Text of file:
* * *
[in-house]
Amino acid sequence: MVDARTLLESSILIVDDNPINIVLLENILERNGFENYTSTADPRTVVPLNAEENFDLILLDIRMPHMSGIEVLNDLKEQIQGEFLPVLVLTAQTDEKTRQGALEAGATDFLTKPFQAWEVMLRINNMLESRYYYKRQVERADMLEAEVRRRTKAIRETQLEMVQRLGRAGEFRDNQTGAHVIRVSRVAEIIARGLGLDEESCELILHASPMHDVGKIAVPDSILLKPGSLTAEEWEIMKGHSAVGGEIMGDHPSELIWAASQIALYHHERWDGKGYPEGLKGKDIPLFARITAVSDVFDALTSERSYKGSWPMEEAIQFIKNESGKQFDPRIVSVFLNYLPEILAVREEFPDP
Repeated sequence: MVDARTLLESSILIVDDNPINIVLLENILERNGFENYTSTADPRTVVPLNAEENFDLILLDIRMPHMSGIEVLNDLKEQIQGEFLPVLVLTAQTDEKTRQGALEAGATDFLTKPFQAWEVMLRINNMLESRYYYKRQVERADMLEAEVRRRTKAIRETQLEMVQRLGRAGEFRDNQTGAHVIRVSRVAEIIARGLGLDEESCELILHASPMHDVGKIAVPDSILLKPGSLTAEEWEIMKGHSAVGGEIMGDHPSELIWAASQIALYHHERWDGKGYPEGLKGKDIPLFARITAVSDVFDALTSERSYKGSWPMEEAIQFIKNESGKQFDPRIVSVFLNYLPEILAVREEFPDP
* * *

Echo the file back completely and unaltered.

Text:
[in-house]
Amino acid sequence: MVDARTLLESSILIVDDNPINIVLLENILERNGFENYTSTADPRTVVPLNAEENFDLILLDIRMPHMSGIEVLNDLKEQIQGEFLPVLVLTAQTDEKTRQGALEAGATDFLTKPFQAWEVMLRINNMLESRYYYKRQVERADMLEAEVRRRTKAIRETQLEMVQRLGRAGEFRDNQTGAHVIRVSRVAEIIARGLGLDEESCELILHASPMHDVGKIAVPDSILLKPGSLTAEEWEIMKGHSAVGGEIMGDHPSELIWAASQIALYHHERWDGKGYPEGLKGKDIPLFARITAVSDVFDALTSERSYKGSWPMEEAIQFIKNESGKQFDPRIVSVFLNYLPEILAVREEFPDP
Repeated sequence: MVDARTLLESSILIVDDNPINIVLLENILERNGFENYTSTADPRTVVPLNAEENFDLILLDIRMPHMSGIEVLNDLKEQIQGEFLPVLVLTAQTDEKTRQGALEAGATDFLTKPFQAWEVMLRINNMLESRYYYKRQVERADMLEAEVRRRTKAIRETQLEMVQRLGRAGEFRDNQTGAHVIRVSRVAEIIARGLGLDEESCELILHASPMHDVGKIAVPDSILLKPGSLTAEEWEIMKGHSAVGGEIMGDHPSELIWAASQIALYHHERWDGKGYPEGLKGKDIPLFARITAVSDVFDALTSERSYKGSWPMEEAIQFIKNESGKQFDPRIVSVFLNYLPEILAVREEFPDP